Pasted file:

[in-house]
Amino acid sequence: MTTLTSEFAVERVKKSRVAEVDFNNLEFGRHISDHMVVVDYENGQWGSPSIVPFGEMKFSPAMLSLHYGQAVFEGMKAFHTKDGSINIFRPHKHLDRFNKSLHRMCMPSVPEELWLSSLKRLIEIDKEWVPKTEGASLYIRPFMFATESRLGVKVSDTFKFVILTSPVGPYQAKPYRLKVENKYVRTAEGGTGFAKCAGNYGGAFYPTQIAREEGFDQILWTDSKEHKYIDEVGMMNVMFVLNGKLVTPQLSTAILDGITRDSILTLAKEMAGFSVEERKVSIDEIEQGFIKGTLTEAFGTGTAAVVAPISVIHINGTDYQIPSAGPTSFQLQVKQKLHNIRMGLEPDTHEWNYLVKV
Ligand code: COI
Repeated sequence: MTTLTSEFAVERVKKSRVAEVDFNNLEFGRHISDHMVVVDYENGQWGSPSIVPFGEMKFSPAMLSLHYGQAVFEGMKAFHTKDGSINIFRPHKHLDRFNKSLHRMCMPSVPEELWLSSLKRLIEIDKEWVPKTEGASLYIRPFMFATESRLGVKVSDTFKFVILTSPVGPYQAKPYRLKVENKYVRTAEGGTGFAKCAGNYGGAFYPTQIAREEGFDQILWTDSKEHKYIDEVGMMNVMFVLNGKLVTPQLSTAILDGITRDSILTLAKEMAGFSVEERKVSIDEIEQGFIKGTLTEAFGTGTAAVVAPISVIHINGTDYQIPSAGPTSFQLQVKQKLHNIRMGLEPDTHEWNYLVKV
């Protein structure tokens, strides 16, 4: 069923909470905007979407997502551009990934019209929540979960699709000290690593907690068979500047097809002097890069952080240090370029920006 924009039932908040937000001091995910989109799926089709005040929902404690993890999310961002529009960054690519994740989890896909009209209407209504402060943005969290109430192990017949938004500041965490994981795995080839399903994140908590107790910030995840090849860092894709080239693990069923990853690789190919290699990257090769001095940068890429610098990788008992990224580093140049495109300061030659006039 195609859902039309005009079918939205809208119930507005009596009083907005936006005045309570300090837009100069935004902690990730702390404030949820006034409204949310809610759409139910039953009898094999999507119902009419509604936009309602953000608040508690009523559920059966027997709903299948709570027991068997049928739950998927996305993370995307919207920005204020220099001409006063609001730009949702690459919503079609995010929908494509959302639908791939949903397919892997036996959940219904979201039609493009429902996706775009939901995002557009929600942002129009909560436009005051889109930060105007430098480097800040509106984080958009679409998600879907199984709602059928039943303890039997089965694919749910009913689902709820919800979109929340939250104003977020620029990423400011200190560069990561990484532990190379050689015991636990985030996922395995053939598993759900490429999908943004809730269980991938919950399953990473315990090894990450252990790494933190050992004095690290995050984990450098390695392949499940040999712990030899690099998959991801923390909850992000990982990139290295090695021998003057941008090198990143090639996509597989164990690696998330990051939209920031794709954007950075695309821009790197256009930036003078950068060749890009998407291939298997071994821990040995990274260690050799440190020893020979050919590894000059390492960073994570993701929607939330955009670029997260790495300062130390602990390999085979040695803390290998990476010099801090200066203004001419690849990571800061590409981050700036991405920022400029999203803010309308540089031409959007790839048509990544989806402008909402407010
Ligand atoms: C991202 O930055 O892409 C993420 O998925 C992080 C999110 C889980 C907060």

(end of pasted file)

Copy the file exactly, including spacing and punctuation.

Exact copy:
[in-house]
Amino acid sequence: MTTLTSEFAVERVKKSRVAEVDFNNLEFGRHISDHMVVVDYENGQWGSPSIVPFGEMKFSPAMLSLHYGQAVFEGMKAFHTKDGSINIFRPHKHLDRFNKSLHRMCMPSVPEELWLSSLKRLIEIDKEWVPKTEGASLYIRPFMFATESRLGVKVSDTFKFVILTSPVGPYQAKPYRLKVENKYVRTAEGGTGFAKCAGNYGGAFYPTQIAREEGFDQILWTDSKEHKYIDEVGMMNVMFVLNGKLVTPQLSTAILDGITRDSILTLAKEMAGFSVEERKVSIDEIEQGFIKGTLTEAFGTGTAAVVAPISVIHINGTDYQIPSAGPTSFQLQVKQKLHNIRMGLEPDTHEWNYLVKV
Ligand code: COI
Repeated sequence: MTTLTSEFAVERVKKSRVAEVDFNNLEFGRHISDHMVVVDYENGQWGSPSIVPFGEMKFSPAMLSLHYGQAVFEGMKAFHTKDGSINIFRPHKHLDRFNKSLHRMCMPSVPEELWLSSLKRLIEIDKEWVPKTEGASLYIRPFMFATESRLGVKVSDTFKFVILTSPVGPYQAKPYRLKVENKYVRTAEGGTGFAKCAGNYGGAFYPTQIAREEGFDQILWTDSKEHKYIDEVGMMNVMFVLNGKLVTPQLSTAILDGITRDSILTLAKEMAGFSVEERKVSIDEIEQGFIKGTLTEAFGTGTAAVVAPISVIHINGTDYQIPSAGPTSFQLQVKQKLHNIRMGLEPDTHEWNYLVKV
């Protein structure tokens, strides 16, 4: 069923909470905007979407997502551009990934019209929540979960699709000290690593907690068979500047097809002097890069952080240090370029920006 924009039932908040937000001091995910989109799926089709005040929902404690993890999310961002529009960054690519994740989890896909009209209407209504402060943005969290109430192990017949938004500041965490994981795995080839399903994140908590107790910030995840090849860092894709080239693990069923990853690789190919290699990257090769001095940068890429610098990788008992990224580093140049495109300061030659006039 195609859902039309005009079918939205809208119930507005009596009083907005936006005045309570300090837009100069935004902690990730702390404030949820006034409204949310809610759409139910039953009898094999999507119902009419509604936009309602953000608040508690009523559920059966027997709903299948709570027991068997049928739950998927996305993370995307919207920005204020220099001409006063609001730009949702690459919503079609995010929908494509959302639908791939949903397919892997036996959940219904979201039609493009429902996706775009939901995002557009929600942002129009909560436009005051889109930060105007430098480097800040509106984080958009679409998600879907199984709602059928039943303890039997089965694919749910009913689902709820919800979109929340939250104003977020620029990423400011200190560069990561990484532990190379050689015991636990985030996922395995053939598993759900490429999908943004809730269980991938919950399953990473315990090894990450252990790494933190050992004095690290995050984990450098390695392949499940040999712990030899690099998959991801923390909850992000990982990139290295090695021998003057941008090198990143090639996509597989164990690696998330990051939209920031794709954007950075695309821009790197256009930036003078950068060749890009998407291939298997071994821990040995990274260690050799440190020893020979050919590894000059390492960073994570993701929607939330955009670029997260790495300062130390602990390999085979040695803390290998990476010099801090200066203004001419690849990571800061590409981050700036991405920022400029999203803010309308540089031409959007790839048509990544989806402008909402407010
Ligand atoms: C991202 O930055 O892409 C993420 O998925 C992080 C999110 C889980 C907060």